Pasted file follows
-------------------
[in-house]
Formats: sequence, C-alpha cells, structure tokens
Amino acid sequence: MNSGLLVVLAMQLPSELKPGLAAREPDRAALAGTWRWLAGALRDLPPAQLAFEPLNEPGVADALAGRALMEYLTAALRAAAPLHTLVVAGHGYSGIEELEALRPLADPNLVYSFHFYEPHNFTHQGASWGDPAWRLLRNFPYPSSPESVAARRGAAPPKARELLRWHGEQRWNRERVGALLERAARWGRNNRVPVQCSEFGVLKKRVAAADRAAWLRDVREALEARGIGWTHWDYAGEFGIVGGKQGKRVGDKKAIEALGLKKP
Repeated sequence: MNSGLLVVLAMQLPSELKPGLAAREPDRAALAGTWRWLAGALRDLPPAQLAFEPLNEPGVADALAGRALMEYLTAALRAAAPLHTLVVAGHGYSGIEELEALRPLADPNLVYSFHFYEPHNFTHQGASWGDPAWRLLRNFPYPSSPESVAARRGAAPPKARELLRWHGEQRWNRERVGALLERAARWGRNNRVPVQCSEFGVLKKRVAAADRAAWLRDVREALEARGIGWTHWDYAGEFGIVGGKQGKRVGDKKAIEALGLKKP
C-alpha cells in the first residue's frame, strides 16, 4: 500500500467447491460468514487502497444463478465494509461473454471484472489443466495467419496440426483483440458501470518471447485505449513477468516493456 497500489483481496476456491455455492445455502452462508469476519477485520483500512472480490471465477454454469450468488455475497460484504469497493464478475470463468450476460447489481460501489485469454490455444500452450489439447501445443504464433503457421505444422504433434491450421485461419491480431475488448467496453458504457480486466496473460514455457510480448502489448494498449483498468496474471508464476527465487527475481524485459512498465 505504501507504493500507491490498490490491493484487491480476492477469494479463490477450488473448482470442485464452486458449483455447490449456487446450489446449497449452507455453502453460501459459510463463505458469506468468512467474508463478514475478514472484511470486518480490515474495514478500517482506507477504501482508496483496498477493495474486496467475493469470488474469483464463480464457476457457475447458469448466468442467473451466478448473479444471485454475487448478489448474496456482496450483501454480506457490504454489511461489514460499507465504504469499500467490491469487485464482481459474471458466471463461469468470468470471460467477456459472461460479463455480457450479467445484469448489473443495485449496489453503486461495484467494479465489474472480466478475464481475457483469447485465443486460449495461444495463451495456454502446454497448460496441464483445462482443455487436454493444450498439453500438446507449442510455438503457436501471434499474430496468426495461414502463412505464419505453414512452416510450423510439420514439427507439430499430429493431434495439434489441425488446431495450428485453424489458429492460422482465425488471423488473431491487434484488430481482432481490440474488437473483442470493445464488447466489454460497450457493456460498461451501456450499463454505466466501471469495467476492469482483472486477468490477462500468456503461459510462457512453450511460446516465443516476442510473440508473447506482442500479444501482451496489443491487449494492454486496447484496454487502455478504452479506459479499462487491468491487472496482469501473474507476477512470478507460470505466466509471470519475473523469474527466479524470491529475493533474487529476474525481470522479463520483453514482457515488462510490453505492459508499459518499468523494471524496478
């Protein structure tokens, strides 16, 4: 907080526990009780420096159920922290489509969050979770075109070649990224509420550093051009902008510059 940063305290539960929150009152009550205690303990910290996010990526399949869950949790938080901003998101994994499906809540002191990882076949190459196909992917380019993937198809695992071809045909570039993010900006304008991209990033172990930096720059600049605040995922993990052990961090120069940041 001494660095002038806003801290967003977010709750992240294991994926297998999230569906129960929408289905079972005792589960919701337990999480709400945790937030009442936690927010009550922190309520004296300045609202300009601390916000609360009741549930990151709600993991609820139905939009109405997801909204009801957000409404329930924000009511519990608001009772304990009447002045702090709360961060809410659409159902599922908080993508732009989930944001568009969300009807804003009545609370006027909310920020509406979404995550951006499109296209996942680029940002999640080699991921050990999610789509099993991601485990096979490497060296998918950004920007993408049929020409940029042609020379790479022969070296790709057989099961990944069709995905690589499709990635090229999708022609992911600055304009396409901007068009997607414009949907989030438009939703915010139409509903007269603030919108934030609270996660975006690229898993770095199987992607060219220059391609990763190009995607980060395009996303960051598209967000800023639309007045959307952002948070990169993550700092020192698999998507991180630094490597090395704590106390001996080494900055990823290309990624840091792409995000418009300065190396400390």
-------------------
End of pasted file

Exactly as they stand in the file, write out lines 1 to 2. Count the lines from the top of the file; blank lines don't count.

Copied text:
[in-house]
Formats: sequence, C-alpha cells, structure tokens